Whether implicitly or explicitly, programmers understand the concept of DRY: Don't Repeat Yourself. It's why we have functions. Why write the same 10 lines every time I need to do something? Just write a function and pass data in and get data out. Easy. Mircoservices can serve the same purpose for us, and a well-written, reusable microservice is a lovely little gem that should be cherished.
In our situation, let's take a look at how the notification service (let's call him Mercury, since he's dispatching messages) talks to Cronus (the big daddy Titan who ruled before Zeus and friends took over). Mercury needs information about the user it needs to dispatch a message to, so it has to call Cronos and ask it for some specific user info. Why? This sounds like bad design. Well, it is. That's the nature of apps in the real world: they're designed poorly. However, rather than giving Mercury direct access to the database, we can take something that Cronos is doing well, which is serving info about users and customers, and split it off. After all, this new service will instantly have two consumers as soon as it's live and given what it's serving, it will have many more.
So on your next sprint you decide to make this new service your top priority. Let's call it Athena, after the goddess of wisdom known for her calm demeanor. Athena has one very narrow job: When asked about a user, it will authenticate and authorize the request. If the request is authorized, it will serve the requested information in a JSON object back to the requestor. Athena now has two customers: Cronos and Mercury, but more are coming. Therefore, Athena might end up being busy.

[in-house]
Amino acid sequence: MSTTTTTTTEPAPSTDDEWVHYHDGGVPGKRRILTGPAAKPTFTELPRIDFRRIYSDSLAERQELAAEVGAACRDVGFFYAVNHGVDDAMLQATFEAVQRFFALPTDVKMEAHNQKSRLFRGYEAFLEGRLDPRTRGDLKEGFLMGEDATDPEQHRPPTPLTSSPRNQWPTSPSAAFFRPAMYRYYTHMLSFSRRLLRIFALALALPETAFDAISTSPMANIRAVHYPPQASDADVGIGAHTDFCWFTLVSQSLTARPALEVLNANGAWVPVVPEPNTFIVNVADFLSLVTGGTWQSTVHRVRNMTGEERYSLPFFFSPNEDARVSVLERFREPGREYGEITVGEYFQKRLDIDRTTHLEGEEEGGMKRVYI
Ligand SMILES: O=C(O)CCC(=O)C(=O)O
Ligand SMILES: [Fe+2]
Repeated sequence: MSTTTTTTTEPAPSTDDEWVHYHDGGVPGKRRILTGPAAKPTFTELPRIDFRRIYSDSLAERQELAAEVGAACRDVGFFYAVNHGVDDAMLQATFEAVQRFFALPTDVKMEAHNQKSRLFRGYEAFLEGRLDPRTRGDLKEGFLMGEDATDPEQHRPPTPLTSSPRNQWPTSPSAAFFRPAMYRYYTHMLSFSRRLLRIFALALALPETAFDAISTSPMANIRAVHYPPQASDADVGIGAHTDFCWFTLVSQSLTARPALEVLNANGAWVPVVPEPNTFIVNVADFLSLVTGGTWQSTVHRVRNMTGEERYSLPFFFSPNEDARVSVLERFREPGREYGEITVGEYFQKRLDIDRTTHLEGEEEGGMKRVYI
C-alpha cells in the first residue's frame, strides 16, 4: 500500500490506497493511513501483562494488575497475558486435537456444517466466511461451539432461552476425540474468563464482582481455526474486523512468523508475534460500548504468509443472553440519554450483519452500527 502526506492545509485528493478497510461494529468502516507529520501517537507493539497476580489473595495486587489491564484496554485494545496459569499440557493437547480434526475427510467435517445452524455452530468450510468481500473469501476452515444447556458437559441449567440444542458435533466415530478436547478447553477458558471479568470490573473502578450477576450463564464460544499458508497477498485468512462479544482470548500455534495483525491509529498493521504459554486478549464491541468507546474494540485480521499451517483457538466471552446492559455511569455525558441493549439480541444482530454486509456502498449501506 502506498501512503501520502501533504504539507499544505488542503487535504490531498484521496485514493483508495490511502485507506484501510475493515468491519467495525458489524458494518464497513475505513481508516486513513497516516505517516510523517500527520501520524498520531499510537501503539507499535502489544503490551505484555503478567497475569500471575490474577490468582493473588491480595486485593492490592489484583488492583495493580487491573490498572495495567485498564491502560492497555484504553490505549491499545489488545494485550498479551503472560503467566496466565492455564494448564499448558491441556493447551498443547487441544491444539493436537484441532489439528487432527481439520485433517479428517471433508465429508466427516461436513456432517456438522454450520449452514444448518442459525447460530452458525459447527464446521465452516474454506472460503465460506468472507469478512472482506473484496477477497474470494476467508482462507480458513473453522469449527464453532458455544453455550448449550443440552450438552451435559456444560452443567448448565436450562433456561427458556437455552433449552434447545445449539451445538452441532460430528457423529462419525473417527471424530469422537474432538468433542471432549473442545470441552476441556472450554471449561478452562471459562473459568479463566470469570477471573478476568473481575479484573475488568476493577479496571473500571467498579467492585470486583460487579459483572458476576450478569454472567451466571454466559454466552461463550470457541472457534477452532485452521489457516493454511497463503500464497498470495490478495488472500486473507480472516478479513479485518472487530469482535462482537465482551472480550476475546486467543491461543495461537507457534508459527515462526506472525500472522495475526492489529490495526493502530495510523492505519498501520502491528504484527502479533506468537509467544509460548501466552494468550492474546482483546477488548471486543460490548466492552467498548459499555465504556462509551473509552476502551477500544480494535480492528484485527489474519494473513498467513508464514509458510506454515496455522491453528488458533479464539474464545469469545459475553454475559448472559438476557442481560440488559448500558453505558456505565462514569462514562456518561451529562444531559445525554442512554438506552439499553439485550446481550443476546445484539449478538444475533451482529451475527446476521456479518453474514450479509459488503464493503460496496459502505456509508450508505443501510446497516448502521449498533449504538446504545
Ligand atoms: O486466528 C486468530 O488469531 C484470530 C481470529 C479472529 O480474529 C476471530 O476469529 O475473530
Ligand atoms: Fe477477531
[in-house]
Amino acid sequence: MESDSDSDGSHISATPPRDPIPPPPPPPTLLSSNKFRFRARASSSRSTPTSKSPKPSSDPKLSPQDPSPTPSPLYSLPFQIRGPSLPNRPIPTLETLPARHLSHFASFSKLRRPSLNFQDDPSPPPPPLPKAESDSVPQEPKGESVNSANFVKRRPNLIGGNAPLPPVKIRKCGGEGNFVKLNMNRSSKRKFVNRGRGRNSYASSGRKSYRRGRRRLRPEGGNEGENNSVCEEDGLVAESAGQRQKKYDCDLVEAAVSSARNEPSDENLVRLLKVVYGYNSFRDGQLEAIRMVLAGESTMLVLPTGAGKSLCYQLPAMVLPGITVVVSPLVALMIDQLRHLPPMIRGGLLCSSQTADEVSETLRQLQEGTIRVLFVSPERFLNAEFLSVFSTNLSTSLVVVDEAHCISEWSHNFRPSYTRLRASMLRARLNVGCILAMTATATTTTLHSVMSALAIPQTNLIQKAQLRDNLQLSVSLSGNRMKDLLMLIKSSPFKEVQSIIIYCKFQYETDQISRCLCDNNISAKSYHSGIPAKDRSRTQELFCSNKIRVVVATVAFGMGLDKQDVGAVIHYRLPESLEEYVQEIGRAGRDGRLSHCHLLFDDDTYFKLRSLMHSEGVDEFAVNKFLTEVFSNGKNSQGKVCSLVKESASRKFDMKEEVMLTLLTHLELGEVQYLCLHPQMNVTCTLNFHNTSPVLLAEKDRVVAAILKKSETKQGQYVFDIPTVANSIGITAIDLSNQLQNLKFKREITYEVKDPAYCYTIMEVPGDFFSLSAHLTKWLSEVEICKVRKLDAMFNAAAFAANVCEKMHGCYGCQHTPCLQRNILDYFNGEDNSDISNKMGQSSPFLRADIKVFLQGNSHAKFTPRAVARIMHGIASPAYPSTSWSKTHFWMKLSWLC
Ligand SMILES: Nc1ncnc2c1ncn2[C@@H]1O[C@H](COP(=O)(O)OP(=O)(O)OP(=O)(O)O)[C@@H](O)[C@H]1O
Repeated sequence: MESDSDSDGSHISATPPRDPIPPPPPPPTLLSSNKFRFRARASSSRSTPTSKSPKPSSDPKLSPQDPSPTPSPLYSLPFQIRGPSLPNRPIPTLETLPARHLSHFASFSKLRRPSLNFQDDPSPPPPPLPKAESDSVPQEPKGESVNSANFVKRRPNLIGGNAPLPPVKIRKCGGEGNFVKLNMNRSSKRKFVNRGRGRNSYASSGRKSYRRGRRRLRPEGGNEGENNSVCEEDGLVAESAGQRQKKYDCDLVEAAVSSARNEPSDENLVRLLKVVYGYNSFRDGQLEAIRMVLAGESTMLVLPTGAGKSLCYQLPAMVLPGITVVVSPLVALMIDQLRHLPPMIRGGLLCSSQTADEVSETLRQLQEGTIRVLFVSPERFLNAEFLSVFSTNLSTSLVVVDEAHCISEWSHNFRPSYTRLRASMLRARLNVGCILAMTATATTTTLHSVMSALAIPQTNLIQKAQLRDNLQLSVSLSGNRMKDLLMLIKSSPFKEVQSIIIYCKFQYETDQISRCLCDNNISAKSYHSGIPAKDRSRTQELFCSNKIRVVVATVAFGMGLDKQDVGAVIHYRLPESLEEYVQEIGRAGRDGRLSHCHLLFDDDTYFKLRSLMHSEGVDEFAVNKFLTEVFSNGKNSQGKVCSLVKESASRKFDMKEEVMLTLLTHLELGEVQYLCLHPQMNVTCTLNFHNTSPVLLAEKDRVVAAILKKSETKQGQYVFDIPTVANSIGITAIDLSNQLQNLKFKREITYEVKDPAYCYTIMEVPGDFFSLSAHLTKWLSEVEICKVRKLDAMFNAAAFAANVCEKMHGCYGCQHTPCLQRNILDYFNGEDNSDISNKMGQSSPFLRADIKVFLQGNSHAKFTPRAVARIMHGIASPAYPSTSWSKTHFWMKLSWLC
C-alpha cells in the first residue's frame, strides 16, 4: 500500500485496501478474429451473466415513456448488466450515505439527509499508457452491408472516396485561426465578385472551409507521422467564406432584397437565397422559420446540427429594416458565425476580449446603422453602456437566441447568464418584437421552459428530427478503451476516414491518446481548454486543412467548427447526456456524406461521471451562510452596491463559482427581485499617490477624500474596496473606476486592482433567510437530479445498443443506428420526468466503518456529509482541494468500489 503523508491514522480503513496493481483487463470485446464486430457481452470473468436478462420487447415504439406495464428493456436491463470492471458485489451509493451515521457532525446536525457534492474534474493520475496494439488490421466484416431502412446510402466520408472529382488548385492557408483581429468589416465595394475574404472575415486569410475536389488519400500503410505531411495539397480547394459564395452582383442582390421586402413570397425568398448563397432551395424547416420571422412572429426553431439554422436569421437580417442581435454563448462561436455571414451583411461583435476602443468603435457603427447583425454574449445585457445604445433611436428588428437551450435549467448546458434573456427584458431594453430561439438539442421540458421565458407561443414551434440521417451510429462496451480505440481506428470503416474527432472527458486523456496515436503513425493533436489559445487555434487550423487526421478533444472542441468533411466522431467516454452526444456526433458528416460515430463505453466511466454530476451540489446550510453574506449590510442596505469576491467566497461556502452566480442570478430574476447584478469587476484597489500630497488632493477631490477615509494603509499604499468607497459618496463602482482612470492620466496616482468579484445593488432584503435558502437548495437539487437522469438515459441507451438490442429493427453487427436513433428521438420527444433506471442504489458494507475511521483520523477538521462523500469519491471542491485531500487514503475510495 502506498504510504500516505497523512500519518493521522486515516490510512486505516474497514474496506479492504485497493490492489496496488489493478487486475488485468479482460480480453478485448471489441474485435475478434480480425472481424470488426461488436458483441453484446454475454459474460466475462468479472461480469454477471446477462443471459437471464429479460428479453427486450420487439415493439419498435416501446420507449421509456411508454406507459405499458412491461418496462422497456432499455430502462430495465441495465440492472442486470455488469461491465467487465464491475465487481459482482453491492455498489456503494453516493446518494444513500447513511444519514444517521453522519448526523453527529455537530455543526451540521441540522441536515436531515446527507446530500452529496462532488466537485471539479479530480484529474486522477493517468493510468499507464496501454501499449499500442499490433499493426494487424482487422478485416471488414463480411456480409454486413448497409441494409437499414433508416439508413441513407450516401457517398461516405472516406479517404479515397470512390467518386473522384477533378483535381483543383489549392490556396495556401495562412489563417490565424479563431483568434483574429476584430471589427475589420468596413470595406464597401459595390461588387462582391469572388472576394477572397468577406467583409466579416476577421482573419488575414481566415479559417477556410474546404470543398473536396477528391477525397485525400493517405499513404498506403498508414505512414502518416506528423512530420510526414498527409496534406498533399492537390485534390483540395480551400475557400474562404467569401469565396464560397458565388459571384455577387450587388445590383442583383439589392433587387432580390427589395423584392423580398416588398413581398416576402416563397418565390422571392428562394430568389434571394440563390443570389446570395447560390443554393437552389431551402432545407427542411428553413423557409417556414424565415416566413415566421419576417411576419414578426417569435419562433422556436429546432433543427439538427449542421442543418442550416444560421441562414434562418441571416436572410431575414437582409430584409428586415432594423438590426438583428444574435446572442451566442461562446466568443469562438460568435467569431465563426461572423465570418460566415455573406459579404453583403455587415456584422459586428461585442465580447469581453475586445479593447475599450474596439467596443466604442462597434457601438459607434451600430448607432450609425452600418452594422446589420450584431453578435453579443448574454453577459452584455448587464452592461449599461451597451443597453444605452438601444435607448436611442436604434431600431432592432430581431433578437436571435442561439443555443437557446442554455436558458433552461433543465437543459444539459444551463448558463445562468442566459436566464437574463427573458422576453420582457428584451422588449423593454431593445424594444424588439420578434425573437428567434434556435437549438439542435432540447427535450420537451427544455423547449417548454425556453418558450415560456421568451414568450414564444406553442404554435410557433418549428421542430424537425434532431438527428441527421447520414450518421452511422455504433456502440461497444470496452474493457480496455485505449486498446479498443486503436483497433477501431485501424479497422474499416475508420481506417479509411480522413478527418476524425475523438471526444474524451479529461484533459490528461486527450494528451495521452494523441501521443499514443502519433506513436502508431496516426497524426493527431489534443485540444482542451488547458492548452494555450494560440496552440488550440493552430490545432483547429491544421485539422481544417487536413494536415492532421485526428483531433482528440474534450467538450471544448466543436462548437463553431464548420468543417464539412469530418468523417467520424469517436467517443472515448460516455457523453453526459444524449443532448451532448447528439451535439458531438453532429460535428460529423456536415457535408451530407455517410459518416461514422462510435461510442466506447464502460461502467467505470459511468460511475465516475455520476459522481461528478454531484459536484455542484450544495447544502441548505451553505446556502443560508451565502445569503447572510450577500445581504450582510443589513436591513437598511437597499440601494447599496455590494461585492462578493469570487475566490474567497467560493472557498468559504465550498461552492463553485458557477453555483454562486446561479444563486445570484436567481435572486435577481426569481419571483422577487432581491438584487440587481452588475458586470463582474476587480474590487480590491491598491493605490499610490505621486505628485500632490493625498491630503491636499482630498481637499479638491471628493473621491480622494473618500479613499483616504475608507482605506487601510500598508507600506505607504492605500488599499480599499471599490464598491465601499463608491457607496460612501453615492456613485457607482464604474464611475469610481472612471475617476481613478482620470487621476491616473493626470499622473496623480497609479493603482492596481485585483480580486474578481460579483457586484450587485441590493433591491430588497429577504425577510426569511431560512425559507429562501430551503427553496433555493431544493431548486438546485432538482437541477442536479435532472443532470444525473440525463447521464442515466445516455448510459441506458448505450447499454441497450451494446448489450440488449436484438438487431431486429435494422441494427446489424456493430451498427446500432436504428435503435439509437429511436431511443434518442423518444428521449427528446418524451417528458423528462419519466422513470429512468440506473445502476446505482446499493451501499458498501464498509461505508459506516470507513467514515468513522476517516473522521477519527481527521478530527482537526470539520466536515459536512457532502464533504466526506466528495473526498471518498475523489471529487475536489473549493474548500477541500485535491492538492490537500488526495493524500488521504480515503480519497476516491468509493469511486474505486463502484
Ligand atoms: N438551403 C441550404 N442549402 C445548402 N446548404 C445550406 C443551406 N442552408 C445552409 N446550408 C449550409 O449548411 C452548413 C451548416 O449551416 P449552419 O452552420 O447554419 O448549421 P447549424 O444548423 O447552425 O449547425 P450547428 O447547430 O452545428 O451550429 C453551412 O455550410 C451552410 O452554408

As it turns out, Athena's job was a bit of a bottleneck. The developers were able to run it in a nice, compact server (512mb that usually ran at close to 80% capacity. She handles quite a few requests per second). However, once Athena was decoupled from Cronos and allowed to scale up to 4 instances, a total of 2gb of memory and nearly negligible cost, performance improved by 25%. Who knew! Previously, the entire app would have been scaled at enormous cost to get achieve what was possible by a surgical allocation of resources in a single service.